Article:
Ferrari wheel bearings are generally quite long lasting but at the end of the day they are a consumable part. There are two main reasons that a bearing needs to be changed on a Ferrari – firstly, the bearing itself could be worn but also the ABS sensor is built into the bearing assembly. If the sensor is faulty then the bearing needs to be renewed.
The 360 and F430 share the same bearing but the part numbers are different due to the ABS sensors – make sure you order the correct part. The procedure to renew is almost exactly the same.
In this case, it was the actual bearing that was worn out. The symptoms were a droning and clicking noise that was proportional to vehicle speed. The noise didn’t change when putting the gearbox in neutral and touching the brakes didn’t have any effect. The noise appeared to be coming from the front left wheel.
Diagnosis was easy, the wheel was removed along with the brake pads (to eliminate the noise of them rubbing on the disc). Here’s what was found when the bearing was spun up (turn up the volume):
Replacement is fairly straightforward. First of all the hub nut needs to be un-staked.
I use a punch and a heavy hammer.
The hub nut needs to be loosened – this is much easier when the bearing is on the car. I use a high power electric impact wrench which makes short work of the nut, however a breaker bar will suffice if you have an assistant press the brake pedal to stop things from turning. You will need a 36mm impact socket.
If you are replacing the rear wheel bearing then I would recommend applying the both the hydraulic brakes and the parking brake (gearbox in neutral). You’ll need to take the nut completely off at this stage.
Loosen, but don’t remove, the two blots holding the hub to the upper and lower wishbone. You will need a 10mm hex bit for the upper bolt and a 14mm hex for the lower bolt (and a long bar as they are tight).
Next undo the bolt (10mm hex) holding the track rod end to the hub to allow the hub to swing freely.
Disconnect the electrical connectors joining the ABS sensor wire and the accelerometer (if applicable) to the loom. The connectors are located near where the lower wishbone joins the chassis.
Un-clip both wires from their various attachment points and thread them through the back of the hub so they are out of the way.
Undo the four M6 bolts holding the back plate onto the hub. This step isn’t needed for the rear bearing.
Undo the two bolts holding the brake caliper onto the hub (10mm Hex) and swing the caliper and back plate out of the way. You may need to remove one or both brake pads to get the caliper off. Have something to support the caliper on so the hose and wires do not get damaged.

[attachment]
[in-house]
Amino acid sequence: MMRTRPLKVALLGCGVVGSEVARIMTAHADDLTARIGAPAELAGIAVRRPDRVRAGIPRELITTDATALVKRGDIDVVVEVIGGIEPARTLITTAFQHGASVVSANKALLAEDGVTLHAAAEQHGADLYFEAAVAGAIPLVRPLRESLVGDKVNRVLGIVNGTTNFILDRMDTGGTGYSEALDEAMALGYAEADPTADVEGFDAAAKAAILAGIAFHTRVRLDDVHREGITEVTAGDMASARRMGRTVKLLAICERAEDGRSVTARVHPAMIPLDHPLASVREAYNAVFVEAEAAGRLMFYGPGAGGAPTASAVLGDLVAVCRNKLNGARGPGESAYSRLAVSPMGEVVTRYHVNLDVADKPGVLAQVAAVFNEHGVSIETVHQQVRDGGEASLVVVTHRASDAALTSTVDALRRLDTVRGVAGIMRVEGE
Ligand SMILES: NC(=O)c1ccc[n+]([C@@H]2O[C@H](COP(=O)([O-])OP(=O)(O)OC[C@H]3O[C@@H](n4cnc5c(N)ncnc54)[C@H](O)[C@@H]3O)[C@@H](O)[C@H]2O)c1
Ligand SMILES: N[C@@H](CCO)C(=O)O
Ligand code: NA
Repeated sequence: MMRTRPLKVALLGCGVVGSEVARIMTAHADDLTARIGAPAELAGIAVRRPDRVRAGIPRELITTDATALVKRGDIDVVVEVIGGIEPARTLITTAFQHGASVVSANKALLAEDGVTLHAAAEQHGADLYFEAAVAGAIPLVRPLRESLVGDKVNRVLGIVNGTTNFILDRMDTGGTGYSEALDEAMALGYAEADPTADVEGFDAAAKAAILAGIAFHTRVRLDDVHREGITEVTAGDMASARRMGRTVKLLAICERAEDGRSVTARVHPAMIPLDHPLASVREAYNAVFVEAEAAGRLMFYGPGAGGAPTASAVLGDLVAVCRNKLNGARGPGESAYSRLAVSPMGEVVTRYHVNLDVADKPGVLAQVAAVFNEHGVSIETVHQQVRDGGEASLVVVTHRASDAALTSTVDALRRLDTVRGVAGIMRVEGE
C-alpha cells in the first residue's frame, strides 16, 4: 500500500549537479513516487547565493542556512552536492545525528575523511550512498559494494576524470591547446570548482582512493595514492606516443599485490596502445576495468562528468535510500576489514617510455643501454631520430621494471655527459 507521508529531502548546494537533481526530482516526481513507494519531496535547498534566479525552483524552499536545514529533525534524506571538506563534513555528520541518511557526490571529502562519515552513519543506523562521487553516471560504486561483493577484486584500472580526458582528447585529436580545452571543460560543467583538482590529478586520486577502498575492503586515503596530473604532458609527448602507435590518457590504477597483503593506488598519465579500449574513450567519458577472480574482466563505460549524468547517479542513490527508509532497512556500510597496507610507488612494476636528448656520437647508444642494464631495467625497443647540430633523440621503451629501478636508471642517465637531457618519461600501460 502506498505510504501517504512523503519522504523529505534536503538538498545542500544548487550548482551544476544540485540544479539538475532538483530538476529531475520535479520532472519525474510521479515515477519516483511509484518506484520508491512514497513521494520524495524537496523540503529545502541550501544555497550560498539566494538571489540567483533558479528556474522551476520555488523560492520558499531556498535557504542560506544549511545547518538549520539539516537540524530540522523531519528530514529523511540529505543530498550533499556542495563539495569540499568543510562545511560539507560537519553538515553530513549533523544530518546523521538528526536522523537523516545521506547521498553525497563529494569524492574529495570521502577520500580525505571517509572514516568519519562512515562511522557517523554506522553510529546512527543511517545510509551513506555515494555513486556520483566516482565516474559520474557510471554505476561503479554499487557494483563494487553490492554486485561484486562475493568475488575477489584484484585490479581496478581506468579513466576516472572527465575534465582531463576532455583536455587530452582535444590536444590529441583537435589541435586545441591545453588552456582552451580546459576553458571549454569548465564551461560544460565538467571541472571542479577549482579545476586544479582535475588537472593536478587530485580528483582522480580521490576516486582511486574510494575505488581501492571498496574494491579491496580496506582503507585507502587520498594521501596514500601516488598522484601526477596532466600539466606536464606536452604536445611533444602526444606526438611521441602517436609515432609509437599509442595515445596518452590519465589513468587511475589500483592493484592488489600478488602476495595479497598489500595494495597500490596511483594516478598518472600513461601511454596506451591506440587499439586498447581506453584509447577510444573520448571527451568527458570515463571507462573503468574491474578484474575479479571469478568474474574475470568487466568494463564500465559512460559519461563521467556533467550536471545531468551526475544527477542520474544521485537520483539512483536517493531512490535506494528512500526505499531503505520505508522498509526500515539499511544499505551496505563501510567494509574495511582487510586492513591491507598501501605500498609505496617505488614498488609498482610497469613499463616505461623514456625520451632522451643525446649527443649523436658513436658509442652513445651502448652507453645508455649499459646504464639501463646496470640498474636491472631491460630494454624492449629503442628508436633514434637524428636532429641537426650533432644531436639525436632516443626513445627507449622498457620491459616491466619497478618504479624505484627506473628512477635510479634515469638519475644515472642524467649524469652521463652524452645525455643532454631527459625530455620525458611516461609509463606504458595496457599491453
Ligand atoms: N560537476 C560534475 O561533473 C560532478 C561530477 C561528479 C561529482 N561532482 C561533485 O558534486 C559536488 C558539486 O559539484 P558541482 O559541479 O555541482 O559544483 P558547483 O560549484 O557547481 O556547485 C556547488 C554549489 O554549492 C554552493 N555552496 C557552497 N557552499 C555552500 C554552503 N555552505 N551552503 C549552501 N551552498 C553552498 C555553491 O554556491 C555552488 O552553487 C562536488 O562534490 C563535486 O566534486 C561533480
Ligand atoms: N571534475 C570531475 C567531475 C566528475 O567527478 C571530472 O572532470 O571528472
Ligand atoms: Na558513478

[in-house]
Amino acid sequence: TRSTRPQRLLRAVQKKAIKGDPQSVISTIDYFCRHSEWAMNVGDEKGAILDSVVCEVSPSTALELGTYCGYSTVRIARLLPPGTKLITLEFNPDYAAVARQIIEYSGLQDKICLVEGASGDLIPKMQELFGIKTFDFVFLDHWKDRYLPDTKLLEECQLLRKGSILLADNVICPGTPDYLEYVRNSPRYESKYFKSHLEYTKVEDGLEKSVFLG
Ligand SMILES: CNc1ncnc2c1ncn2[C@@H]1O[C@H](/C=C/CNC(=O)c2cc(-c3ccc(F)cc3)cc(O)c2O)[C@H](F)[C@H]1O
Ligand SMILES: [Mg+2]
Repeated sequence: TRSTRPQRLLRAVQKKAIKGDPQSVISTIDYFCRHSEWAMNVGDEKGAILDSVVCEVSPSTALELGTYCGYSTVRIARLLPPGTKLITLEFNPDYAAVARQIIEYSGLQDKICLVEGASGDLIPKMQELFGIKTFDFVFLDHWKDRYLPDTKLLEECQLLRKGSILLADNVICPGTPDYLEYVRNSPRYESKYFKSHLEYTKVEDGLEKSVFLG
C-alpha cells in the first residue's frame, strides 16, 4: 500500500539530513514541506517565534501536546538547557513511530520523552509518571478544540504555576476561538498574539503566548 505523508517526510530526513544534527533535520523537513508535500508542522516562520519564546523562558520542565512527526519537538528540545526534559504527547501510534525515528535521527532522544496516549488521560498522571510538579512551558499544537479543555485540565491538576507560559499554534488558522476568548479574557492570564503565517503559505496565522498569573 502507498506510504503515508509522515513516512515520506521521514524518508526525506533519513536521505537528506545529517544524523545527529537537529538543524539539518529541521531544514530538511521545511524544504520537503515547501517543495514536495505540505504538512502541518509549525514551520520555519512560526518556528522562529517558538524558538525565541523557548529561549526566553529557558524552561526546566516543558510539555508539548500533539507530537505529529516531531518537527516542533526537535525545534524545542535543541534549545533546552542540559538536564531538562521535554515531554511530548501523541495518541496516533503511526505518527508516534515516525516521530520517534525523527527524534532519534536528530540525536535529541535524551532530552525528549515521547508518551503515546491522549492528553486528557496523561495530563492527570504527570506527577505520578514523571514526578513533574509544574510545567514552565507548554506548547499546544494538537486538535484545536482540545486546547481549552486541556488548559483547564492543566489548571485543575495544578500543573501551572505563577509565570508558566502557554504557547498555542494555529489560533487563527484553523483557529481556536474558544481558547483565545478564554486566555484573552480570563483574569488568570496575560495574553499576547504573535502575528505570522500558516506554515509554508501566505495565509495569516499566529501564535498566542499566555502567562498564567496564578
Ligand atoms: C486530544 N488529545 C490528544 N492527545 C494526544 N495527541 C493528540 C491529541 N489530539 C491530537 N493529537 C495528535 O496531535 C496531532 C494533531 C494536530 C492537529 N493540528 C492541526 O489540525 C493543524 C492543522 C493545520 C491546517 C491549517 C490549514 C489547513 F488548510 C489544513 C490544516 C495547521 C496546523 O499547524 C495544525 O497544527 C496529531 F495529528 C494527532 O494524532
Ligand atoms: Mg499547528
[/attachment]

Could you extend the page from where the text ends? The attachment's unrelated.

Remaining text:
Remove the brake disc.
Next undo the bolts holding the hub to the upper wishbone (10mm hex) and lower wishbone (14mm hex). The hub can now be withdrawn from the car.
Undo the four bolts holding the bearing to the hub.
The bearing assembly can now be withdrawn from the hub.
Undo the hub nut and withdraw the central pin. If you need to stop the pin from turning you can knock off the ABS ring and clamp the back of the pin in a vice. This step isn’t needed for the rear bearing.
Fit the pin and a brand new nut to the new bearing. Tighten the nut as much as possible (I use the impact wrench) and put a little grease on the flange of the nut that rests against the bearing (it helps when torquing up later). This step isn’t needed for the rear bearing.
Clean up the face of the hub so the bearing assembly will sit nice and flush.
Bolt the new bearing onto the hub. I use a small amount of a medium threadlock – tighten to 65Nm.
Feed the ABS wire through the hub and re-fit the rubber grommet.
Now the hub can be re-fitted onto the car. Leave the track rod end off to allow access to the rear of the hub. If you are replacing the rear bearing then you’ll need to slide the bearing onto the driveshaft splines.
Refit the brake disc. Use a wheel hanger or wheel bolt to make sure the disc is aligned correctly (I recently worked on a car where the rear discs had been fitted wrongly which meant the bolts couldn’t be put in by hand).
Bolt up the brake caliper (torque to 85Nm) and refit the brake pads.
Refit the cables and the back plate (if you’re working at the front). Replace any cable ties that you had to remove.
Next fasten the bolt holding the track rod end to the hub (tighten to 65Nm). Torque up the upper (65Nm) and lower (85Nm) bolts holding the wishbones to the hub.
Now the hub nut needs to be torqued up. 275Nm is outside the range of most regular torque wrenches so you’ll need to find a long one from somewhere. Have an assistant press hard on the brake pedal (and apply the parking brake if working at the rear).
Finally the nut needs to be staked to stop it from turning. I use a chisel and large hammer.
It is good practice to mark the nut in order to see if it moves. I use Torque Seal anti-sabotage lacquer.
All that’s left is to re-fit the wheel and torque up the wheel bolts (98Nm).
Other posts in this category: Suspension
If you enjoyed this post why not subscribe to this blog for further updates? Simply enter your email address in the box at the bottom of this page. Your details will not be shared.